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How to Clean an Algae Bloom in a Pool

By Marshal M. Rosenthal ; Updated September 21, 2017

Algae can grow rapidly in a pool and seemingly overnight can turn the water a disgusting green hue. The algae bloom is also smelly -- another reason to get rid of it -- and, most important, it is unhealthy to swim in the pool when algae is present. The algae bloom can be cleaned from the water using supplies available from a pool and spa center or a home and garden shop, along with tools you probably have.

Skim off whatever algae you can from the pool using a pool skimmer. Scrub the inside edges and walls of the pool with an algae brush to dislodge stuck algae.

Purchase sufficient amounts of algaecide, as noted in the instructions on the bag, that match the total gallons of water in the pool.

Turn the pool pump on -- the power switch is located on the electrical control panel that is in the pool shed at one end of the pool. Adjust the speed of the pool pump to maximum -- this involves turning a knob or pressing a switch. Wait 10 minutes before continuing.

Stand at the deep end of the pool. Empty the bag of algaecide into the pool, near the inside edge of the wall, as you walk the perimeter of the pool. Continue this procedure until all of the algaecide has been poured into the pool.

Repeat this procedure, only with the shock treatment powder that was also purchased at the same time as the algaecide, and whose total was determined from the chart on its bag.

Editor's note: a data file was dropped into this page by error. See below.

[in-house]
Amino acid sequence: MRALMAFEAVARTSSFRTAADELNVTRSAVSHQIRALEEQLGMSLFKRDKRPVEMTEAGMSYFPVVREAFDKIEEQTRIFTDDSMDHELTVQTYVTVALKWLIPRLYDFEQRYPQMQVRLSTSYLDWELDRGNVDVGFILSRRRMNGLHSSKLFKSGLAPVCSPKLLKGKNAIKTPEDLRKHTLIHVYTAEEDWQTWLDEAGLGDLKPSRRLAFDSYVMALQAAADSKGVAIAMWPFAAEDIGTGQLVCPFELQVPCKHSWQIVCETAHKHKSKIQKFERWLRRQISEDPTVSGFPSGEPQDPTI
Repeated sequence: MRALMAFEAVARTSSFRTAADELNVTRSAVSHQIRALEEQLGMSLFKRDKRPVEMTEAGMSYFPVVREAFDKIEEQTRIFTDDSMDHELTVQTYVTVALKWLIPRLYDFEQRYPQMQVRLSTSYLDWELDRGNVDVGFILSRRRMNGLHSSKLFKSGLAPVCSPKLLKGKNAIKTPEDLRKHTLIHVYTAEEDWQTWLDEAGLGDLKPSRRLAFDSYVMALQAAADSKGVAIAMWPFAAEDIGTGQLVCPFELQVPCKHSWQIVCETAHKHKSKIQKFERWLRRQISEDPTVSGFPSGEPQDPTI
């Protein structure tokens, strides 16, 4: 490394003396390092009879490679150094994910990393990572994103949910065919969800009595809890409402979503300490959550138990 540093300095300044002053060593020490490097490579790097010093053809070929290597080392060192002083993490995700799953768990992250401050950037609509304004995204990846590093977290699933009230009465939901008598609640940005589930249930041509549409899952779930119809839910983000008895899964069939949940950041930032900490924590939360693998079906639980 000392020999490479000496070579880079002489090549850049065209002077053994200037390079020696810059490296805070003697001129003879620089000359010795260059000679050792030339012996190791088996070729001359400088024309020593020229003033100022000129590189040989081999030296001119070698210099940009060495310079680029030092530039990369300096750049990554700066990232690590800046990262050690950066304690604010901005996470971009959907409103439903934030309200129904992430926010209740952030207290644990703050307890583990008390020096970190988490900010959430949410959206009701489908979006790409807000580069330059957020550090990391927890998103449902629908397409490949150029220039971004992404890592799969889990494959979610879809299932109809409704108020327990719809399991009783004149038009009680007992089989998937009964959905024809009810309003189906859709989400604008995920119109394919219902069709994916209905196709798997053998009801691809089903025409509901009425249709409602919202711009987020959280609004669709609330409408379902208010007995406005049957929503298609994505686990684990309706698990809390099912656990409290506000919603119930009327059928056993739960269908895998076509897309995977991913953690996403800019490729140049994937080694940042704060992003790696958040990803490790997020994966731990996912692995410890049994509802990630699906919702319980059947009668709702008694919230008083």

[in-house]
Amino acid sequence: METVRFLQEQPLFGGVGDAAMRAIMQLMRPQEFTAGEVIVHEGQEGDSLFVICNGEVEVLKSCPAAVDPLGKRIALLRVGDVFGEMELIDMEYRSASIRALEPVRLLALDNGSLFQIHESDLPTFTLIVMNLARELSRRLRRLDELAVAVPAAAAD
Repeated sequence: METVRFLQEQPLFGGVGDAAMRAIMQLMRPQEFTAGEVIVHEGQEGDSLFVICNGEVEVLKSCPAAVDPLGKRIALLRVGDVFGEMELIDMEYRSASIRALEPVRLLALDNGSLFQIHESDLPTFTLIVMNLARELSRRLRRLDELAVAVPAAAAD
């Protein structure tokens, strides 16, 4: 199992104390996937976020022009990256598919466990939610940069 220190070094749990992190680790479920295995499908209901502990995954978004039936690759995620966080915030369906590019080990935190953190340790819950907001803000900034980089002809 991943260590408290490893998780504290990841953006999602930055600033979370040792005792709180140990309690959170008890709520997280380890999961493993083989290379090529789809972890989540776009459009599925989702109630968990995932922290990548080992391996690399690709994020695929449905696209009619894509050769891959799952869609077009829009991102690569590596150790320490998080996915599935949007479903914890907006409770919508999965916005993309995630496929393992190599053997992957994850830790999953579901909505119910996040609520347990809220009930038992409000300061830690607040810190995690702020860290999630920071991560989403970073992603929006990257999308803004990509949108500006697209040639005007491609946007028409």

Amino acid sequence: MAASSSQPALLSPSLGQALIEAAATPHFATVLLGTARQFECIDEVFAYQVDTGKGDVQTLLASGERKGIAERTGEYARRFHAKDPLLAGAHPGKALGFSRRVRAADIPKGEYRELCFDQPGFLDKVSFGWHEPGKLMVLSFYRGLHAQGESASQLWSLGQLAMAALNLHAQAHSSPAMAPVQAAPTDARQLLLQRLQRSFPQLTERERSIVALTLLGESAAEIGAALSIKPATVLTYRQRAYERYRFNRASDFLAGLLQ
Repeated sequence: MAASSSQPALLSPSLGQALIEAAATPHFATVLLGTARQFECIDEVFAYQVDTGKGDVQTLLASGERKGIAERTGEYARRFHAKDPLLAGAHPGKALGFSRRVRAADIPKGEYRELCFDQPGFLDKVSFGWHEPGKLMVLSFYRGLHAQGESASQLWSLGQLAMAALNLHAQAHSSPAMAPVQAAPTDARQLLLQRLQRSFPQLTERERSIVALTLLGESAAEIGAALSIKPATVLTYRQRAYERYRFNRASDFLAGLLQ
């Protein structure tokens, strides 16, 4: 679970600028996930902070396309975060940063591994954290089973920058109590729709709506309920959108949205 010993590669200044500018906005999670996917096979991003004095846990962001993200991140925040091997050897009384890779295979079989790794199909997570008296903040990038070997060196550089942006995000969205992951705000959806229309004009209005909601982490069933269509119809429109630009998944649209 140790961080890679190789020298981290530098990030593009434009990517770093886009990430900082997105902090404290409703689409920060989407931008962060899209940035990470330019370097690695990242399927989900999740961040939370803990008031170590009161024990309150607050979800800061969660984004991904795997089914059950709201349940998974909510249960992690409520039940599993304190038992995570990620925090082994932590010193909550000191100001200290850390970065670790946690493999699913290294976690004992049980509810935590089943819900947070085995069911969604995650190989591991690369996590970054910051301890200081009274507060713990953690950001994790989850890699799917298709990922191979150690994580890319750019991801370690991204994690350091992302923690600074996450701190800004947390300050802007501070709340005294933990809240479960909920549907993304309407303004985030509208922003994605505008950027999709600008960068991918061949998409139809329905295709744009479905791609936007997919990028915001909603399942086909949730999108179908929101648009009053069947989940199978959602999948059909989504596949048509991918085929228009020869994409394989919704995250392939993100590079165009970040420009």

Leave the pool alone for 24 hours. The brush the inside edges and walls of the pool with the brush in the same manner as you did earlier. Skim algae off the surface of the water with the pool skimmer. Turn the pool pump off.


Things You Will Need

  • Pool skimmer
  • Pool algae brush
  • Algaecide bags
  • Shock treatment powder bags


  • The gallons of water the pool holds will be specified in the pool manual or can be obtained from the pool manufacturer's website or the contractor who installed the pool.


  • You will need to readjust the pH level of the water, as is done on a regular basis, once the algae bloom has been eliminated.
  • The filter in the pool and in the pool pump assembly should be cleaned afterward to remove any algae that might still be in them.

About the Author


Marshal M. Rosenthal is a technology maven with more than 15 years of editorial experience. A graduate of Brooks Institute of Photography with a Bachelor of Arts in photographic arts, his editorial work has appeared both domestically as well as internationally in publications such as "Home Theater," "Electronic House," "eGear," "Computer and Video Games" and "Digitrends."